First-Time Mum Diagnosed With Preeclampsia Tragically Dies After Delivering Twins

First-Time Mum Diagnosed With Preeclampsia Tragically Dies After Delivering Twins

Sewald was taken inside the ICU and she was put on oxygen and was given blood. But she still couldn't survive.

Maternal health plays a big role in childbirth. In fact, proper monitoring at each stage is required to check for signs of any complications. Preeclampsia is one such pregnancy complication that must be diagnosed early on. 

Characterised by high blood pressure and potential damage to the liver and the kidneys, it can lead to weight gain, body ache, severe headache, dizziness and eventually lead to fetal growth restriction. 

All of this was experienced by a first-time mum who tragically died during emergency surgery after delivering twins. 

One Of The Recent Preeclampsia Death Stories Comes From The US 

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Sara Sewald, 26, was diagnosed with pre-eclampsia just a few weeks before her due date. Then, hours after giving birth on May 29, 2019, doctors conducted an emergency surgery on to fix “a bit of a bleeding.”

Doctors initially informed her family that it was a simple procedure, but her condition began to deteriorate. Her husband, Dustin Sisneros shared that he didn’t know what was happening and within hours he was informed that Sewald couldn’t make it. 

Unfortunately, she was one of the scores of women who die due to pregnancy complications in the US. 

Sisneros told KKTV, “The doctor has mentioned that she had a little bleeding and they were going to do what they could to stop it.”

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The doctors also told him to not worry and assured him that things were under control, as a result, Sisneros was not too nervous.

Sewald was taken inside the ICU and she was put on oxygen and was given blood. It was a difficult moment for him as he had to stay composed and keep his energy in caring for his twins, Charlotte and Ryan.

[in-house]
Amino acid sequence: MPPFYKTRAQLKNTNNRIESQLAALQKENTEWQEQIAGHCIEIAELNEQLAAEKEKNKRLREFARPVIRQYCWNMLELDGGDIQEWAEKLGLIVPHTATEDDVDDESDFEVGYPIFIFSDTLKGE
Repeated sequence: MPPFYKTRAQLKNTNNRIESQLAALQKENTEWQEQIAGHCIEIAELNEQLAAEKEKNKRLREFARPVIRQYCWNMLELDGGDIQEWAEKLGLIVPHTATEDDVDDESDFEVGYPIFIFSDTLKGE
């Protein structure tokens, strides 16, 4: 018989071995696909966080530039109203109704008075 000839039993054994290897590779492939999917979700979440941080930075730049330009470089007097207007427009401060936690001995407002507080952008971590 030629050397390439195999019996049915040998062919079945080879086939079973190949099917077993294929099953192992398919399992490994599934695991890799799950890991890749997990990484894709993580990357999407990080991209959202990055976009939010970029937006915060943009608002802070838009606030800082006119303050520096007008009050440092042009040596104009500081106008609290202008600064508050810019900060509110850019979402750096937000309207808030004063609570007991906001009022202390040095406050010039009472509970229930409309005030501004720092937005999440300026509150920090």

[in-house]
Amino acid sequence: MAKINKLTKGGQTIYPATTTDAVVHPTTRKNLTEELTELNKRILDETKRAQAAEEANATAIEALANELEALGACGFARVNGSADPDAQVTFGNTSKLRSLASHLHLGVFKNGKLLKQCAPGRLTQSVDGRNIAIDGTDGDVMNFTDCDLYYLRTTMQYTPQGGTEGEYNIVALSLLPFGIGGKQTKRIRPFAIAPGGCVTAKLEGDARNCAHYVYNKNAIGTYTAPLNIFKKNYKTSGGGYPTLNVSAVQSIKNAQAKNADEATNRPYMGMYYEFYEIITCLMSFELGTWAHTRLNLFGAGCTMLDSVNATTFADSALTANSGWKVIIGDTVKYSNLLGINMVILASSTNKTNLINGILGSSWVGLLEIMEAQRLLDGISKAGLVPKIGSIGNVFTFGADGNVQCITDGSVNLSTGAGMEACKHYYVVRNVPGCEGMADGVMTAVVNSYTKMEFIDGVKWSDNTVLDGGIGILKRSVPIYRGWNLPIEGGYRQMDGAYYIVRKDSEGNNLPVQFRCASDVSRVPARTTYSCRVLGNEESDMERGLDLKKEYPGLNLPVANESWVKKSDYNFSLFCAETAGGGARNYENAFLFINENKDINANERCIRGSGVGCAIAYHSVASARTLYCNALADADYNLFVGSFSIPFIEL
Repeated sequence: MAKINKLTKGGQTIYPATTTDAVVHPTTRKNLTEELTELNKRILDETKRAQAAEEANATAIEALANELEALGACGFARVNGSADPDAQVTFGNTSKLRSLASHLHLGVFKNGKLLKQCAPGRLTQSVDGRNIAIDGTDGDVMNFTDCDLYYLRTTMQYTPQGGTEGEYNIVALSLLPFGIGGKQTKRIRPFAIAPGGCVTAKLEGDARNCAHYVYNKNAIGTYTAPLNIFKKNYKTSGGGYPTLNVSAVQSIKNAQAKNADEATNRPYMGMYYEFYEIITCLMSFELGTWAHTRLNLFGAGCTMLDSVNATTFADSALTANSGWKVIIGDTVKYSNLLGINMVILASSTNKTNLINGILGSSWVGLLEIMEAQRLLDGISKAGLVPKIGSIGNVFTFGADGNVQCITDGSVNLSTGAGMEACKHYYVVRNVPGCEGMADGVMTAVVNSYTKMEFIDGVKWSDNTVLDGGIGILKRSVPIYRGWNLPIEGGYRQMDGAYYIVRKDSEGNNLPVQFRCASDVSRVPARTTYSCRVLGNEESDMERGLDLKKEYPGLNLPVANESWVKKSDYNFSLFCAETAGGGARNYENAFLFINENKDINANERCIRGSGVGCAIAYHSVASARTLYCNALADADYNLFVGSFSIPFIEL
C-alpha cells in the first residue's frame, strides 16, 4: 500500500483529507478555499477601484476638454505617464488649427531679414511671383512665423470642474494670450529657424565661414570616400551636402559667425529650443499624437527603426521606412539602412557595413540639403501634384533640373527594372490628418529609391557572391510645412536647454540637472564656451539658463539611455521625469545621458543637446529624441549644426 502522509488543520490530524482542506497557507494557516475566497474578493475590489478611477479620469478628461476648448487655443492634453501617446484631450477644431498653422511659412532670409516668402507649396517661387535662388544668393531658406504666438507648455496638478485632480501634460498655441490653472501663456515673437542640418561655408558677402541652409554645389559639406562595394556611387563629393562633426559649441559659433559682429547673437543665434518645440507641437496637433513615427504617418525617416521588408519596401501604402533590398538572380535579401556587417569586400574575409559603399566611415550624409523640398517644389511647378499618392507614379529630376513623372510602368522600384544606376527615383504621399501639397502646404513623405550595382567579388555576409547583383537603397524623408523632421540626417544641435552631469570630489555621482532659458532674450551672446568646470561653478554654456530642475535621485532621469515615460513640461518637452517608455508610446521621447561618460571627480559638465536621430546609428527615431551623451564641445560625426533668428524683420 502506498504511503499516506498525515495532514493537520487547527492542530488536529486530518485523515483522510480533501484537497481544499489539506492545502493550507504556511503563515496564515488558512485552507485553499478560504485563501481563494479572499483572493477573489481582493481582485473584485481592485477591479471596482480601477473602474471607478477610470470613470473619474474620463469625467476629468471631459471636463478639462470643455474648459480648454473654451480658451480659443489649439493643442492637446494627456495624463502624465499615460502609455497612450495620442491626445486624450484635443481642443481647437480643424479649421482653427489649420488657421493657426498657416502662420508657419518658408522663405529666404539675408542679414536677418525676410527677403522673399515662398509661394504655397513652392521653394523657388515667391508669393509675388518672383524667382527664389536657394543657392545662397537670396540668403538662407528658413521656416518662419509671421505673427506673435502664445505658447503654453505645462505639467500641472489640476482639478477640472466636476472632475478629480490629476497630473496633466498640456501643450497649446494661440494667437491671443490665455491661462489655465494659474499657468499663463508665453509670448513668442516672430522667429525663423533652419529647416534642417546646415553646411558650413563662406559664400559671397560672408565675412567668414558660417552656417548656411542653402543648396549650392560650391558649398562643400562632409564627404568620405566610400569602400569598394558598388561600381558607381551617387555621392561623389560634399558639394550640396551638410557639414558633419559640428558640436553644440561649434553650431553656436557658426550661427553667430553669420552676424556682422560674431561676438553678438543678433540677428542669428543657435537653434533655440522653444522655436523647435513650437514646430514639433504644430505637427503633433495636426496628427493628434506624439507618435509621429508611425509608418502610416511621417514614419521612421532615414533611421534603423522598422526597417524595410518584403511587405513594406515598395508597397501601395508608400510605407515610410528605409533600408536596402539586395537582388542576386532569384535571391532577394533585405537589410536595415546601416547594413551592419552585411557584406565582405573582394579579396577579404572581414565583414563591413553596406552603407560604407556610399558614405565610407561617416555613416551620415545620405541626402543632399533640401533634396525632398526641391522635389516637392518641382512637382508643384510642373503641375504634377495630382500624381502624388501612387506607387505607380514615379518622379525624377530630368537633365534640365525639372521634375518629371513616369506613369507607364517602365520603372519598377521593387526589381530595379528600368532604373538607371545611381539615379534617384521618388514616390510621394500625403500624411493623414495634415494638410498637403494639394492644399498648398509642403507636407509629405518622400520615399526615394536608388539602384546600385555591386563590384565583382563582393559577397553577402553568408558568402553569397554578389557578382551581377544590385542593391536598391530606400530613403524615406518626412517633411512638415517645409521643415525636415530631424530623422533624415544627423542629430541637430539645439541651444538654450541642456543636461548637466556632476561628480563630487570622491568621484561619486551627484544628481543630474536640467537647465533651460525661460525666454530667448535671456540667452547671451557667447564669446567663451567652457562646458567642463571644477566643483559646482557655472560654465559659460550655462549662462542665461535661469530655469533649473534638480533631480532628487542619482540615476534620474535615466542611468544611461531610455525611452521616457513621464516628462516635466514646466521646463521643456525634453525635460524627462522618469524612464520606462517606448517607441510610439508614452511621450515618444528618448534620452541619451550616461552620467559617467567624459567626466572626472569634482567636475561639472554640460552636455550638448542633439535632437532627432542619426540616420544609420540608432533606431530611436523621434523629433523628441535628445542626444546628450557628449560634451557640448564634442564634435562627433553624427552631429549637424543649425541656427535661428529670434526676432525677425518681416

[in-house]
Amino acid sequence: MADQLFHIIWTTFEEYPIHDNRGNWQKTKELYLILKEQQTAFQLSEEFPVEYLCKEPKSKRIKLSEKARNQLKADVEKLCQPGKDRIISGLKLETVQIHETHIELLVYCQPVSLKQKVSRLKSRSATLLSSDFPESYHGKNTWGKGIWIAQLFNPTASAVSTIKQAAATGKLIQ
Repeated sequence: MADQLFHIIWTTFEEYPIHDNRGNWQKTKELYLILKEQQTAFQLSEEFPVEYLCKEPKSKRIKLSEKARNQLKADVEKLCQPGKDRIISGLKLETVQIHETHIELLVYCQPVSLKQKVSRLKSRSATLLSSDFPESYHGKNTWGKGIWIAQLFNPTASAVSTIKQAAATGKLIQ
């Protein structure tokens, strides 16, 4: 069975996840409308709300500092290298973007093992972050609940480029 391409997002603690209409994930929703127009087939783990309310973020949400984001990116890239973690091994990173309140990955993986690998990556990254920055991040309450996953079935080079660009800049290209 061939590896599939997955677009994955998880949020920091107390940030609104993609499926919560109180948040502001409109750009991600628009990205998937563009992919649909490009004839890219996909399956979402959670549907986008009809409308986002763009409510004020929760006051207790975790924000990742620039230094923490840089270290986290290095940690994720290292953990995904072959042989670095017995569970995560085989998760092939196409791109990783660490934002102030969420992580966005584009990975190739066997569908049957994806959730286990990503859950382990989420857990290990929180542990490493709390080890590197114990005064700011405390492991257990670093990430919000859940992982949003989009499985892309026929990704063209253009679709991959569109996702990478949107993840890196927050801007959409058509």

Shocking Preeclampsia Statistics

The American College of Gynecology and Obstetricians has pointed to preeclampsiaas one of the most important issues to be tackled as efforts go to lower the rate of maternal mortality.

They add that preeclampsiais the leading cause of maternal and perinatal mortality, accounting for 50,000 to 60,000 deaths per year, worldwide.

Preeclampsia Foundation also states that this condition affects approximately five to eight percent of pregnancies

What Is Preeclampsia?

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According to the National Heart, Lung, and Blood Institute (NHLBI), preeclampsiais a condition where there is a sudden increase in blood pressure in pregnant women after the 20th week of pregnancy. It can be a life-threatening disease for both the mother and the unborn baby. 

The National Institute of Child Health and Human Development (NICHD) states that preeclampsiausually occurs in the first pregnancy.

However, those who have been diagnosed with preeclampsiaare seven times more likely to develop it in subsequent pregnancies.

Some other risk factors are obesity, chronic high blood pressure, and age (women who are over 40 are usually at higher risk).

According to the US Preventive Services Task Force, doctors usually recommend that women who have risk factors take low-dose aspirin starting 12 weeks of pregnancy to lower the risk of developing preeclampsia. 

Preeclampsia Symptoms And Its Dangers

The first big sign of preeclampsiais high blood pressure (BP). In addition to the shooting BP, another sign is too much protein in the urine.

NICHD also points that swelling in the face, hands, feet, having headaches and blurred vision are also some signs of preeclampsia. 

Kelley Saunders, MD says, “Women with preeclampsiahave an increased risk of cardiovascular disease, heart attack, kidney disease, stroke, and high BP.”

Preeclampsia can also lead to a condition called eclampsia, a severe condition where a woman with preeclampsiahas seizures. It can put her and her baby’s life at risk.

Some of the major risks of eclampsia are preterm birth, impaired fetal growth due to less oxygen and other nutrients. 

Diagnosis Of Preeclampsia

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When a woman is 37 weeks pregnant and has preeclampsia, doctors will want to deliver the baby right away.

However, preeclampsiadoesn’t go away automatically and in some cases, the symptoms might still continue even after delivery. However, most resolve within six weeks of delivery.

When the woman is less than 37 weeks pregnant, doctors usually monitor her condition through various tests like blood and urine samples. The baby’s health is also monitored using heart rate monitoring and ultrasounds. 

If you are diagnosed with mild preeclampsia, you may be recommended to make a few lifestyle changes including losing weight, exercising regularly, and keeping your blood sugar in control. 

Source: Daily Mail, Women’s Health

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First-Time Mum Diagnosed With Preeclampsia Tragically Dies After Delivering Twins

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